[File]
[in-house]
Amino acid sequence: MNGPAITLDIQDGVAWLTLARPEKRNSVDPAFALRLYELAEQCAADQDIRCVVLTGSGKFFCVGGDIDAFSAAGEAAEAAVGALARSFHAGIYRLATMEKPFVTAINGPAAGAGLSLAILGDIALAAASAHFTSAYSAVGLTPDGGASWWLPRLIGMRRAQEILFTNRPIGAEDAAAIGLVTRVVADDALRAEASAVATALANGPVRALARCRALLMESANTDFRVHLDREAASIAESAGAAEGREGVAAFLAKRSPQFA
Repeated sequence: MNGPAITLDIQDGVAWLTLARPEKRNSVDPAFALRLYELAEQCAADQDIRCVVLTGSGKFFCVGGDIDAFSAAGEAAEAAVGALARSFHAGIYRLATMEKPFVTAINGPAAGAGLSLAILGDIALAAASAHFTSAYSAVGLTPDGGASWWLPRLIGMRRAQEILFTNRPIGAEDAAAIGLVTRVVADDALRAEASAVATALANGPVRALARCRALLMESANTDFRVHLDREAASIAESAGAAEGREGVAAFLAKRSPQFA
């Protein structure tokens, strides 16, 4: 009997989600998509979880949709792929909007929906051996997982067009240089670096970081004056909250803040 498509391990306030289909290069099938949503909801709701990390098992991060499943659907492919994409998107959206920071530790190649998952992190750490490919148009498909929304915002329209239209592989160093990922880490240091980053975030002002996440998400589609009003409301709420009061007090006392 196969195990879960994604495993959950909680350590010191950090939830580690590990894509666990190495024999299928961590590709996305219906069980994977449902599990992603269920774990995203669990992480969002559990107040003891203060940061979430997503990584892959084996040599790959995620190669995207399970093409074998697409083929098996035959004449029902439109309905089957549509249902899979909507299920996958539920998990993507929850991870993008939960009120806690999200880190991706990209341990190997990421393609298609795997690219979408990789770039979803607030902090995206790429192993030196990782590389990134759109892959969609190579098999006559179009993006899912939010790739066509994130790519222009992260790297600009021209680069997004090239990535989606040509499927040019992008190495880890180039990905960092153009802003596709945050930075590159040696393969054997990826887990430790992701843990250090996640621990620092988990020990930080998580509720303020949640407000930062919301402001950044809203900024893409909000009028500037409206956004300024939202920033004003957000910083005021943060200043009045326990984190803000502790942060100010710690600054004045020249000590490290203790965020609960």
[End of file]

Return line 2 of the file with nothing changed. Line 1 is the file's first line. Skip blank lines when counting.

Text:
Amino acid sequence: MNGPAITLDIQDGVAWLTLARPEKRNSVDPAFALRLYELAEQCAADQDIRCVVLTGSGKFFCVGGDIDAFSAAGEAAEAAVGALARSFHAGIYRLATMEKPFVTAINGPAAGAGLSLAILGDIALAAASAHFTSAYSAVGLTPDGGASWWLPRLIGMRRAQEILFTNRPIGAEDAAAIGLVTRVVADDALRAEASAVATALANGPVRALARCRALLMESANTDFRVHLDREAASIAESAGAAEGREGVAAFLAKRSPQFA